Republican challengers Juan Garcia and Joe Kaufman are trying to unseat incumbent Democrat Debbie Wasserman Schultz in this reliably Democratic district that covers a 7-shaped area from South Beach to Weston in Broward County.
Ms. Wasserman Schultz is a prominent member of Congress who chairs the national Democratic Party. Mr. Garcia, 39, and Mr. Kaufman, 44, say her party job is a distraction from her duties in Congress. Both challengers ran for this seat in 2012, unsuccessfully. Now, Mr. Garcia has the endorsement of Karen Harrington, who won the GOP nomination in 2012.
The two are strongly conservative. Mr. Kaufman, who describes himself as an expert on counter-terrorism, zeroes in on security issues. Mr. Garcia makes budget issues a priority saying the deficit is a threat to the nation.
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One major difference is that Mr. Garcia believes in immigration reform once the border is under control, while Mr. Kaufman seems to take a much harder line.
Although Mr. Kaufman has far outpaced him in raising money, Mr. Garcia may find it easier to reach out to independents and the undecided in this district. On that basis, for the Republican nomination for U.S. House, District 23, the Miami Herald recommends JUAN GARCIA.
U.S. Rep. Frederica Wilson is well-versed in the needs of her district, and she also has her priorities straight as to what’s in the nation’s best interest right now. “The No. 1 issues is immigration reform,” she told the Editorial Board.
Though that remains stalled in Congress, Ms. Wilson, 71, deftly unstuck legislation — the water bill — that had not been passed in 12 years. As a result of her hard work in bringing together disparate players, from port directors to the Army Corps of Engineers — plus persuading wary congressional colleagues that the projects to be funded were not dreaded “earmarks” — she says that Florida ports, among others, will be able to continue to prepare to accept the superships that will come through the modified Panama Canal. That’s great for the state’s economy, for its workforce and for Ms. Wilson herself. This achievement alone warrants voters returning her to office.
She has a challenger in this Democratic primary: Michael Etienne. Mr. Etienne, 31, is North Miami city clerk, a part-time position that allows him to maintain a private law practice. He takes issue with several of Ms. Wilson’s votes, including for the use of force in Libya in 2011. He is an earnest man who seems committed to public service. However, Congress is probably not where he should start. In the Democratic primary for U.S. House, District 24, the Miami Herald recommends FREDERICA S. WILSON.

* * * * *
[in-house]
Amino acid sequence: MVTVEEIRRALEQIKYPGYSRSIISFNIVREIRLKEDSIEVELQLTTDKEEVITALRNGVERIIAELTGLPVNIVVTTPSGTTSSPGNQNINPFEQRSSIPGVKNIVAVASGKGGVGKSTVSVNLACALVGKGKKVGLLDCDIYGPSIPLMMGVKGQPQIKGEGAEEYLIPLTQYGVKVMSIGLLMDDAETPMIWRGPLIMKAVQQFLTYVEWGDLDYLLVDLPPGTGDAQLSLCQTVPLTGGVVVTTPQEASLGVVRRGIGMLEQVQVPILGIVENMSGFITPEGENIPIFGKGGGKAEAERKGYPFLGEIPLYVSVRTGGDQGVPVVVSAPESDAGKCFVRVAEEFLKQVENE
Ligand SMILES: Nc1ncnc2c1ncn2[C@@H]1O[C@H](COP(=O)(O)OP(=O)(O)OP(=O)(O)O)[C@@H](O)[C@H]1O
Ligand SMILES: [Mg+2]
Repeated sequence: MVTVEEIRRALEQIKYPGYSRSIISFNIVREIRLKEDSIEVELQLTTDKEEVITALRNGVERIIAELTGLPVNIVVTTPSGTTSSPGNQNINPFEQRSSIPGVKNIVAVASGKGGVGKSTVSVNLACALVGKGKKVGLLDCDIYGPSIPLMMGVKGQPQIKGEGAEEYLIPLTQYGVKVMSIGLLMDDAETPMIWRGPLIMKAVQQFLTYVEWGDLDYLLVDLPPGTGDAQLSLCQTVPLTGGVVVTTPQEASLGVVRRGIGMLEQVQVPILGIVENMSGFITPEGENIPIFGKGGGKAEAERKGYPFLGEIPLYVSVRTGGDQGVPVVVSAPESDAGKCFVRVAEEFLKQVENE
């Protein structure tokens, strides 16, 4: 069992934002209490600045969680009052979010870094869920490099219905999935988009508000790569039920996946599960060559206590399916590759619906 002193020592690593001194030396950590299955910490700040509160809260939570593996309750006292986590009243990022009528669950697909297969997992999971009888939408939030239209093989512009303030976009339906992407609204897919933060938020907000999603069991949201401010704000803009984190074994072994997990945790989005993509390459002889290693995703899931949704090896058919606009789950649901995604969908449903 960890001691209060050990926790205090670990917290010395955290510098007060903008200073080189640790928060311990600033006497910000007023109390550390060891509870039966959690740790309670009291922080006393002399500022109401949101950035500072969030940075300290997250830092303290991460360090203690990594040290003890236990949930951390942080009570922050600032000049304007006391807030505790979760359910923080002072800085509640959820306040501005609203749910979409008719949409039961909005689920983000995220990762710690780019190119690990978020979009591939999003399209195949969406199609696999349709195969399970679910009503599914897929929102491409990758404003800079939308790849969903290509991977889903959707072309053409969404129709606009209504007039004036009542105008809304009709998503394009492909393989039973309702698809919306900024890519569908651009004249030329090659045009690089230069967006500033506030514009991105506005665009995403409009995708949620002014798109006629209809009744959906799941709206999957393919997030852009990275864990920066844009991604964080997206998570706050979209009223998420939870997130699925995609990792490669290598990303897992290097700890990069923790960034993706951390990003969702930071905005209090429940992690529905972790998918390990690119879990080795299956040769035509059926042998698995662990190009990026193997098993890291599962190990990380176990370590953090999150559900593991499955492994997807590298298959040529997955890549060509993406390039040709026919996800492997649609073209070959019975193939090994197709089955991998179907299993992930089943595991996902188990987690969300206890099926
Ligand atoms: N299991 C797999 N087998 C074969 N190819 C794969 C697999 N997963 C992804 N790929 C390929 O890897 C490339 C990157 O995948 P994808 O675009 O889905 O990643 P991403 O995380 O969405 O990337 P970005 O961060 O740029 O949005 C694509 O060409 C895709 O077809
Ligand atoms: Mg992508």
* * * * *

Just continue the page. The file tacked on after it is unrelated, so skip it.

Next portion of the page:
Republicans are so eager to recapture this deep South Florida seat held by Democrat Joe Garcia that five candidates have jumped into the GOP primary. Former Rep. David Rivera, whom Mr. Garcia beat in 2012, filed for the seat then said he was suspending his campaign. Recently, though, he sent some voters an automated call telling them to ignore “lies” in the news media. The Herald has reported that he may be running a stealth campaign to avoid questions about a criminal probe into his alleged involvement in an illegal 2012 campaign-finance scheme.
The candidates running an open campaign are Carlos Curbelo, a member of the Miami-Dade School Board; Cutler Bay Mayor Ed MacDougall; former Miami-Dade County Commissioner Joe Martinez, who did not see the Editorial Board, and attorney Lorenzo Palomares-Starbuck.
Mr. Curbelo has the GOP establishment’s backing and a number of prominent endorsements, and has raised almost three times as much money as all his rivals combined. Mr. MacDougall touts that he has spent mostly his own money, which, he said, gives him independence from party leaders.
Mr. MacDougall, 65, has called Mr. Curbelo too moderate, though he says the GOP should “move forward” on gay marriage, stop obsessing on abortion issues, and take environmental problems more seriously. One issue on which they differ is common core education standards, which Mr. Curbelo supports and Mr. MacDougall opposes. Mr. MacDougall says the federal government should be seen as a partner to the states, but not its overseer.
Mr. Curbelo, 34, told the Editorial Board he disagrees with the “demagogues” in his party and that all political factions need to come to the table. He says he’s part of a new generation of moderate, pragmatic Republicans able to attract younger voters and stands the best chance of defeating the incumbent Democrat.
We agree. For the Republican nomination for U.S. House, District 26, the Miami Herald recommends CARLOS CURBELO.